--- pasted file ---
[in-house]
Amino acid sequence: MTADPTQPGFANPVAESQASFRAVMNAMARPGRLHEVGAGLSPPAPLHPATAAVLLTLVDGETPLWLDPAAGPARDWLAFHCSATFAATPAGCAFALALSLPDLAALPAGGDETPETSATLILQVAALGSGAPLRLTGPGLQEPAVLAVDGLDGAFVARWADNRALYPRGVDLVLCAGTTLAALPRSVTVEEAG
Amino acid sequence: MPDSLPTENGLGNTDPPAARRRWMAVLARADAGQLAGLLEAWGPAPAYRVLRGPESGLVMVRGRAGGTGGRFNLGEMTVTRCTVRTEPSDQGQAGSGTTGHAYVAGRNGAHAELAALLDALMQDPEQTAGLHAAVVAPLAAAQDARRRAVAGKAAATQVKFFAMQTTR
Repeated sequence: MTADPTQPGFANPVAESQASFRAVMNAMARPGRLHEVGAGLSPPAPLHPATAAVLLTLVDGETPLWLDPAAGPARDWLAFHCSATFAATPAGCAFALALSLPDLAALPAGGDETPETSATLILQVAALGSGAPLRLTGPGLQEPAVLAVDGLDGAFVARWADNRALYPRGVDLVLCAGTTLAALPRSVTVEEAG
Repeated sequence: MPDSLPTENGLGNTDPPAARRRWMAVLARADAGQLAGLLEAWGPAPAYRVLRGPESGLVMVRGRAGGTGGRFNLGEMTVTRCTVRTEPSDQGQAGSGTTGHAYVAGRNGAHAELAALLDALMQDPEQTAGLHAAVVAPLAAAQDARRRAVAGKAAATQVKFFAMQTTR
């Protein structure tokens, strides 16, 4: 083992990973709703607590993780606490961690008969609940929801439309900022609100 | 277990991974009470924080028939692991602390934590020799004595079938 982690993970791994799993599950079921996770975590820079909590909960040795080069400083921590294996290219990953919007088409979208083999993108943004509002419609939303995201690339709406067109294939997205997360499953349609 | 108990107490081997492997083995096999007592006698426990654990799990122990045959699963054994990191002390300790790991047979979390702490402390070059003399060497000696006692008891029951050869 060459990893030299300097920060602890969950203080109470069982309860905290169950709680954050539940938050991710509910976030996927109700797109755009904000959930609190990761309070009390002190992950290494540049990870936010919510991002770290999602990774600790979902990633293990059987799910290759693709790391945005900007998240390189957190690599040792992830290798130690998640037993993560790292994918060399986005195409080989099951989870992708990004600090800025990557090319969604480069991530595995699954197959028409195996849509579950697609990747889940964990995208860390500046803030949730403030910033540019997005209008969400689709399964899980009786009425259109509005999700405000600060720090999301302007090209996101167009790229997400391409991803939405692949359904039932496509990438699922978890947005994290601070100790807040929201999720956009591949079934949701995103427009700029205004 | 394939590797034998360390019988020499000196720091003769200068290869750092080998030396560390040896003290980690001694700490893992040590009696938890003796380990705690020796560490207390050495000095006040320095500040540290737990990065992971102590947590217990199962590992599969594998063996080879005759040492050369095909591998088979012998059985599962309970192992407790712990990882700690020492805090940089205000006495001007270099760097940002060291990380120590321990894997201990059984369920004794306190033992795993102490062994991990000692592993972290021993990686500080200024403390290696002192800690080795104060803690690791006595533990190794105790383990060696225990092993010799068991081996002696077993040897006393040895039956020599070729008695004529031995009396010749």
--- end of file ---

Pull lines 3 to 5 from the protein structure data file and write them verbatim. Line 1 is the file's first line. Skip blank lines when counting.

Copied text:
Amino acid sequence: MPDSLPTENGLGNTDPPAARRRWMAVLARADAGQLAGLLEAWGPAPAYRVLRGPESGLVMVRGRAGGTGGRFNLGEMTVTRCTVRTEPSDQGQAGSGTTGHAYVAGRNGAHAELAALLDALMQDPEQTAGLHAAVVAPLAAAQDARRRAVAGKAAATQVKFFAMQTTR
Repeated sequence: MTADPTQPGFANPVAESQASFRAVMNAMARPGRLHEVGAGLSPPAPLHPATAAVLLTLVDGETPLWLDPAAGPARDWLAFHCSATFAATPAGCAFALALSLPDLAALPAGGDETPETSATLILQVAALGSGAPLRLTGPGLQEPAVLAVDGLDGAFVARWADNRALYPRGVDLVLCAGTTLAALPRSVTVEEAG
Repeated sequence: MPDSLPTENGLGNTDPPAARRRWMAVLARADAGQLAGLLEAWGPAPAYRVLRGPESGLVMVRGRAGGTGGRFNLGEMTVTRCTVRTEPSDQGQAGSGTTGHAYVAGRNGAHAELAALLDALMQDPEQTAGLHAAVVAPLAAAQDARRRAVAGKAAATQVKFFAMQTTR